Dark Web 101

In light of recent high-scale data breaches, the term “Dark Web” has been receiving plenty of exposure. We’ll cover the basics of what organizations need to know about what it is, who’s on it and what companies can do to protect themselves from compromised and breached information.

What is the Dark Web?

There are multiple layers to the internet:
• You have the surface of the web: any information that’s searchable and available for public view.
• The deep web: information that’s stored and not available for public search and view. The deep web is the portion of the internet that is hidden from conventional search engines, as by encryption, for example.
• Then, there’s the Dark Web: a collection of websites that are publically visible, but hide and mask the IP addresses of the servers that host them. Almost everyone that accesses the Dark Web uses a Tor (the onion router). Tor hides the user’s identity and spoofs their location by constantly bouncing you from server to server. I2P or rather, the “Invisible Internet Project” is another decentralized anonymizing network built using Java on similar principles to Tor to access the Dark Web.

Who and What is on the Dark Web?

People who access and utilize the Dark Web want to browse anonymously. There’s many legitimate and good people on it, and also bad. For example, law enforcement or journalists may use it to keep in contact with informants and others may use it to simply protect their identity from state and private surveillance. On the other hand, unfortunately, criminals also use the dark web for a variety of mischievous purposes. A fraudster might be searching for identities to purchase, or criminals might be looking to buy illegal drugs, hacking tutorials, adult entertainment or other malicious services.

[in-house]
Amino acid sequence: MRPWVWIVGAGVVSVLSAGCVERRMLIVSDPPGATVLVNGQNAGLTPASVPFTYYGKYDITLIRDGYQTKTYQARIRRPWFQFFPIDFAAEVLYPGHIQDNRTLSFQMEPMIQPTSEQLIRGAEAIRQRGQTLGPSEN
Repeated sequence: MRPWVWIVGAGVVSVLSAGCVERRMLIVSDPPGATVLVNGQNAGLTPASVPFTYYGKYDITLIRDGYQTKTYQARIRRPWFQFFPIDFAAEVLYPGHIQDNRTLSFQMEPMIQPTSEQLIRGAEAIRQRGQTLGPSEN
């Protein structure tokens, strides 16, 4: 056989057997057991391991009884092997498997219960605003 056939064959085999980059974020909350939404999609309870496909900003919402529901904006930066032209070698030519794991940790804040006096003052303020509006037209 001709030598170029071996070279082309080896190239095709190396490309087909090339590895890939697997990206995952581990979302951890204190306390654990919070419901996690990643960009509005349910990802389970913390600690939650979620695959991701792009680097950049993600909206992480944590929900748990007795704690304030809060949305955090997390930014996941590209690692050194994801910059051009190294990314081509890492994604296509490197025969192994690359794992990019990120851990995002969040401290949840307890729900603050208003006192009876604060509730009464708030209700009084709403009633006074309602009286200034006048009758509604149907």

The information that people access on the surface of the web alone is large. But, it scales in comparison to the information available on the Dark Web. The amount of information, along with goods and services available for purchase (both legal and illegal), is extraordinary vast. Almost anything you want can be purchased anonymously and at someone’s door in a matter of days. But, more relevant to recent news, most of the personal information obtained through the latest data breaches is available for fraudsters to purchase. This makes fraud more rampant across all industries.

What Organizations Need to Know

The Dark Web can be an intimidating and scary place – but, it’s here to stay. Fraud is a main concern for organizations and consumers alike. And, if a fraudster can purchase a “perfect identity” (enough qualifying personal information to open or access an account) on the Dark Web, organizations, both big and small, need to ensure they have robust identity verification and fraud solutions in place. With IDology’s ExpectID solution suite, organizations have peace of mind when it comes to spotting and stopping suspected fraudulent transactions while also ensuring the good customers quickly and easily gain access to your products and services.

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